determined that the claimant could not perform any of his past relevant work.
considered the claimant’s age, education, work experience, and RFC and determined that the
claimant could perform sedentary level jobs that exist in significant numbers in the national
economy. The ALJ relied on Mr. Kinard’s testimony that the claimant could work as a small
parts inspector, semi-conductor bonder, or optical polisher. Thus, the ALJ concluded that the
claimant retained the capacity for work and is not disabled under the Social Security Act. (R.
The claimant argues that the ALJ did not properly weigh the opinions of Drs. Griffin and
Prevost. To the contrary, this court finds that the ALJ properly weighed those opinions and
substantial evidence supports his decision.
The ALJ must specifically state the weight given to different medical opinions. Sharfarz
v. Bowen, 825 F.2d 278, 279 (11th Cir. 1987) (citing MacGregor v. Bowen, 786 F.2d 1050, 1053
(11th Cir. 1986)). In assigning weight, “the testimony of a treating physician must be given
substantial or considerable weight unless good cause is shown to the contrary.” Crawford v.
Comm'r Of Soc. Sec., 363 F.3d 1155, 1159 (11th Cir. 2004) (quoting Lewis v. Callahan, 125
F.3d 1436, 1440 (11th Cir. 1997)).
The claimant argues that the ALJ implicitly and improperly rejected portions of Dr.
Specifically, the claimant contends that the ALJ never addressed Dr.
Griffin’s sworn statement “categoriz[ing] the [claimant’s] pain as moderate to severe and
chronic in nature” and, thus, rejected it. (Pl.’s Mem. 13). This argument lacks merit.
In Winschel, the Eleventh Circuit stated:
[T]he ALJ did not discuss pertinent elements of the examining physician's
medical opinion, and the ALJ's conclusions suggest that those elements were not
considered. It is possible that the ALJ considered and rejected [the] medical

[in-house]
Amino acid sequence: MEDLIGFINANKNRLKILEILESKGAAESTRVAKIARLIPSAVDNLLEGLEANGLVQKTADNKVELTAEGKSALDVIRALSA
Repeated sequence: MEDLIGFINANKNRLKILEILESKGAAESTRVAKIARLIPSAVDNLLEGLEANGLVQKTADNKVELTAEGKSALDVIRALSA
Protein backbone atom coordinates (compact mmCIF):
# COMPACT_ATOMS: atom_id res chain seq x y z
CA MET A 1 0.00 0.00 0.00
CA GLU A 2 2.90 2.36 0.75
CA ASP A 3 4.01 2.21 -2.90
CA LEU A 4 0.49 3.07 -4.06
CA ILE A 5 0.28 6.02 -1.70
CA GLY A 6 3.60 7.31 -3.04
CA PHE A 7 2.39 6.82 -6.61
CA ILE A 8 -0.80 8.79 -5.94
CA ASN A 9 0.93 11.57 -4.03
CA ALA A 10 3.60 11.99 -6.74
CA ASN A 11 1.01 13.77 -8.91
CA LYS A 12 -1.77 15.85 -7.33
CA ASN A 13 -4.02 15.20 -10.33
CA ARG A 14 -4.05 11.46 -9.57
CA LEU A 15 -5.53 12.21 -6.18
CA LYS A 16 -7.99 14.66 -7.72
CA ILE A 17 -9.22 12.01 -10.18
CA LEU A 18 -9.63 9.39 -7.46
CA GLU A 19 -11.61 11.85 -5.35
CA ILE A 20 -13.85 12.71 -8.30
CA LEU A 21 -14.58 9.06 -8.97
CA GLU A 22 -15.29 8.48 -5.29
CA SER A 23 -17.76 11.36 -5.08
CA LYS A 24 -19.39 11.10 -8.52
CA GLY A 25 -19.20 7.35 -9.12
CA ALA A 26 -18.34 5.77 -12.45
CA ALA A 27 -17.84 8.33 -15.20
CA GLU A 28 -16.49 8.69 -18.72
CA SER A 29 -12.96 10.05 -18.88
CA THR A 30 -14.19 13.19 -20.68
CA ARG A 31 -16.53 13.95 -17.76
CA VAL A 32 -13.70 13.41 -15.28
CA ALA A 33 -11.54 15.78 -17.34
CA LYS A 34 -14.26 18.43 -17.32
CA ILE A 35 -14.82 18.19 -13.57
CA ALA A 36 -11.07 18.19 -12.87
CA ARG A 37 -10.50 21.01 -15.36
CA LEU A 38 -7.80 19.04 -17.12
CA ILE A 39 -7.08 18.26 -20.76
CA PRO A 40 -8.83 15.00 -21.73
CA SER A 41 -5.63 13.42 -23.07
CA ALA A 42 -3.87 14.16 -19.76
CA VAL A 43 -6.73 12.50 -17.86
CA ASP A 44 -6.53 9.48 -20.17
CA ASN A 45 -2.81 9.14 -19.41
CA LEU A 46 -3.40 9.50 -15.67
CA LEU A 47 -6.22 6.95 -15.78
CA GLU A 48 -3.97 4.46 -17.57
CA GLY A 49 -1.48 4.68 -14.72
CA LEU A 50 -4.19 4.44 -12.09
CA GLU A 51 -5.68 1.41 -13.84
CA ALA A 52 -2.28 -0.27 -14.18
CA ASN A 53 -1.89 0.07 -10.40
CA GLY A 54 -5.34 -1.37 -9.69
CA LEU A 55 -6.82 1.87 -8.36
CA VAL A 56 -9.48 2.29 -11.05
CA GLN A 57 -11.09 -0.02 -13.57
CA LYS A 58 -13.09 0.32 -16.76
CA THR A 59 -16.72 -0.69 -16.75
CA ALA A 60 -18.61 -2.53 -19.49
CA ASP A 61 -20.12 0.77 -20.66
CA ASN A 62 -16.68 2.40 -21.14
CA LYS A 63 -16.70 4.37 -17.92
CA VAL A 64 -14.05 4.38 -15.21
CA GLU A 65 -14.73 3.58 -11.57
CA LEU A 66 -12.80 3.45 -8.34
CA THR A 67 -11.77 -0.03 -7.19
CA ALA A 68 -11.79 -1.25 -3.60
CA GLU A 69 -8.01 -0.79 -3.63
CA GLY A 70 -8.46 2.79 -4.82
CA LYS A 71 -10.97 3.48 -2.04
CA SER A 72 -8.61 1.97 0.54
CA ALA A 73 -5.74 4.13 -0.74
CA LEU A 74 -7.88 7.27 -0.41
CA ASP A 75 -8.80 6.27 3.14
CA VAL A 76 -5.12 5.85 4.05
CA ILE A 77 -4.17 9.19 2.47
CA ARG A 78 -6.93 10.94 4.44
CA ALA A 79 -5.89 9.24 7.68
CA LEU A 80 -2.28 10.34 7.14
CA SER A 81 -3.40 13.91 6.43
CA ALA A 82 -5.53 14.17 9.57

opinion, but without clearly articulated grounds for such a rejection, we cannot
determine whether the ALJ's conclusions were rational and supported by
substantial evidence. Accordingly, we reverse.
631 F.3d at 1179 (emphasis added). However, the Eleventh Circuit has also found that harmless
errors regarding the consideration given to a physician’s opinion do not mandate a reversal. See
Shaw v. Astrue, 392 Fed. App'x 684, 687 (11th Cir. 2010) (citing Diorio v. Heckler, 721 F.2d
726, 728 (11th Cir. 1983)). The court stated that “even if the ALJ erred in failing to mention
every finding made by Dr. Muller, any such error was harmless.” Id.
Dr. Griffin’s statement regarding the claimant’s pain does not contradict the ALJ’s
findings. In Dr. Griffin’s sworn statement, Dr. Griffin was asked whether the claimant’s pain
was “at a moderately severe to severe level.” Dr. Griffin responded, “I would say it’s moderate
to severe.” (R. 340). At the hearing, Mr. Kinard testified that “moderately severe pain … would
preclude gainful activity.” (R. 79). While this evidence could rationally be construed to be
favorable to the claimant, it does not directly contradict the ALJ’s assessment. Dr. Griffin
specifically rephrased the question to make it apparent that he believed the claimant suffered
“moderate to severe pain” not “moderately severe to severe pain.” He took special care not to
opine that the claimant suffered moderately severe pain. This statement then does not contradict
the finding that the claimant, in fact, does not suffer moderately severe pain.
Furthermore, the whole of Dr. Griffin’s opinion supports the ALJ’s decision.
example, Dr. Griffin stated that the claimant could work at the sedentary level while he was
“unable to tolerate standing or walking for any prolonged period of time.” (R. 229). This
statement indicates that, at a minimum, he believed the patient could perform at the sedentary